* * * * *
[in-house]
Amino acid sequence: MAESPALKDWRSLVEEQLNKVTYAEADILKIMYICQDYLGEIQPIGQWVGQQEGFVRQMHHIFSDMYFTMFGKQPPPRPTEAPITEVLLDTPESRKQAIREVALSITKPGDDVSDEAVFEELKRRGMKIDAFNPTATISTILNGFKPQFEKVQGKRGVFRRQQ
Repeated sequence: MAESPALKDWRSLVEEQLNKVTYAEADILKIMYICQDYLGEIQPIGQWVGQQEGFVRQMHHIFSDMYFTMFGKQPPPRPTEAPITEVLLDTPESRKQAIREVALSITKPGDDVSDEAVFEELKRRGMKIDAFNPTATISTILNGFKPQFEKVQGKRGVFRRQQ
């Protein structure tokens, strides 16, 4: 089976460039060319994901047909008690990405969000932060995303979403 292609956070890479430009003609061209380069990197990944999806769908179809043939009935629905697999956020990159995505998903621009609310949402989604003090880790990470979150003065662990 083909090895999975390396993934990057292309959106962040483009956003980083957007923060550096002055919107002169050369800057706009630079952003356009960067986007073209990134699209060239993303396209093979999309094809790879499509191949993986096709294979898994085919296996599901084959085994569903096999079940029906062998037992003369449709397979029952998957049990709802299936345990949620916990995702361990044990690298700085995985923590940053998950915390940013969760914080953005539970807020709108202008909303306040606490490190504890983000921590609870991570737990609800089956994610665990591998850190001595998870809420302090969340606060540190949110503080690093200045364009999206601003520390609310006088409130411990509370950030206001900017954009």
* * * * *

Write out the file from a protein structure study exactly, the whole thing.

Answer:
[in-house]
Amino acid sequence: MAESPALKDWRSLVEEQLNKVTYAEADILKIMYICQDYLGEIQPIGQWVGQQEGFVRQMHHIFSDMYFTMFGKQPPPRPTEAPITEVLLDTPESRKQAIREVALSITKPGDDVSDEAVFEELKRRGMKIDAFNPTATISTILNGFKPQFEKVQGKRGVFRRQQ
Repeated sequence: MAESPALKDWRSLVEEQLNKVTYAEADILKIMYICQDYLGEIQPIGQWVGQQEGFVRQMHHIFSDMYFTMFGKQPPPRPTEAPITEVLLDTPESRKQAIREVALSITKPGDDVSDEAVFEELKRRGMKIDAFNPTATISTILNGFKPQFEKVQGKRGVFRRQQ
């Protein structure tokens, strides 16, 4: 089976460039060319994901047909008690990405969000932060995303979403 292609956070890479430009003609061209380069990197990944999806769908179809043939009935629905697999956020990159995505998903621009609310949402989604003090880790990470979150003065662990 083909090895999975390396993934990057292309959106962040483009956003980083957007923060550096002055919107002169050369800057706009630079952003356009960067986007073209990134699209060239993303396209093979999309094809790879499509191949993986096709294979898994085919296996599901084959085994569903096999079940029906062998037992003369449709397979029952998957049990709802299936345990949620916990995702361990044990690298700085995985923590940053998950915390940013969760914080953005539970807020709108202008909303306040606490490190504890983000921590609870991570737990609800089956994610665990591998850190001595998870809420302090969340606060540190949110503080690093200045364009999206601003520390609310006088409130411990509370950030206001900017954009």